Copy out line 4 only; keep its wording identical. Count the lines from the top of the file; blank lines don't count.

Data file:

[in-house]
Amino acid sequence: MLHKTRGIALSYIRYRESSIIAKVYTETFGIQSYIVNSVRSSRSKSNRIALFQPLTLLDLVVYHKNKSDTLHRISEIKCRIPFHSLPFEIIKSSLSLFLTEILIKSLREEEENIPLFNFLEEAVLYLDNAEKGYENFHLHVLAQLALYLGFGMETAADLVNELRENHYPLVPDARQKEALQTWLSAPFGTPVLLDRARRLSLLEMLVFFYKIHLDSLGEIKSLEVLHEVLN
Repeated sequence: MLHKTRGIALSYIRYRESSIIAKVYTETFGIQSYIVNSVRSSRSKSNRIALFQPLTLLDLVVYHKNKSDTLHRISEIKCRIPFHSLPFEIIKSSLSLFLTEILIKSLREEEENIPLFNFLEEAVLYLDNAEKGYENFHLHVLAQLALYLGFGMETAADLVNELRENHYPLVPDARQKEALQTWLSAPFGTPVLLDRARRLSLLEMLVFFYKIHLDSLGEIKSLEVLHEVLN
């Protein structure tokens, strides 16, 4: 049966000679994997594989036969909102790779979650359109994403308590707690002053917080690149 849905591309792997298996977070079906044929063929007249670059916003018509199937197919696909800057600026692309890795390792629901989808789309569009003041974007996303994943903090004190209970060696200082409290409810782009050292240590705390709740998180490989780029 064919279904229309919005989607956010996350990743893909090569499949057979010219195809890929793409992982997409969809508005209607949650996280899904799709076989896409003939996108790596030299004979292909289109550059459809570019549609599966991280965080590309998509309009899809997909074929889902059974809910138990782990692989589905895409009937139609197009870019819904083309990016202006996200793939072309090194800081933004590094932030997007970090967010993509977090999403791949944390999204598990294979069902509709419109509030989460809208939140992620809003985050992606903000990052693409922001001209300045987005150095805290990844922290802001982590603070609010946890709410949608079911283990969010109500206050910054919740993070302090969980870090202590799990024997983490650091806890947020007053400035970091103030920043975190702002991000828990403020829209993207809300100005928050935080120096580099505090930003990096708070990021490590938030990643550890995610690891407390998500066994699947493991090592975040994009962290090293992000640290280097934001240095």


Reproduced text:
């Protein structure tokens, strides 16, 4: 049966000679994997594989036969909102790779979650359109994403308590707690002053917080690149 849905591309792997298996977070079906044929063929007249670059916003018509199937197919696909800057600026692309890795390792629901989808789309569009003041974007996303994943903090004190209970060696200082409290409810782009050292240590705390709740998180490989780029 064919279904229309919005989607956010996350990743893909090569499949057979010219195809890929793409992982997409969809508005209607949650996280899904799709076989896409003939996108790596030299004979292909289109550059459809570019549609599966991280965080590309998509309009899809997909074929889902059974809910138990782990692989589905895409009937139609197009870019819904083309990016202006996200793939072309090194800081933004590094932030997007970090967010993509977090999403791949944390999204598990294979069902509709419109509030989460809208939140992620809003985050992606903000990052693409922001001209300045987005150095805290990844922290802001982590603070609010946890709410949608079911283990969010109500206050910054919740993070302090969980870090202590799990024997983490650091806890947020007053400035970091103030920043975190702002991000828990403020829209993207809300100005928050935080120096580099505090930003990096708070990021490590938030990643550890995610690891407390998500066994699947493991090592975040994009962290090293992000640290280097934001240095």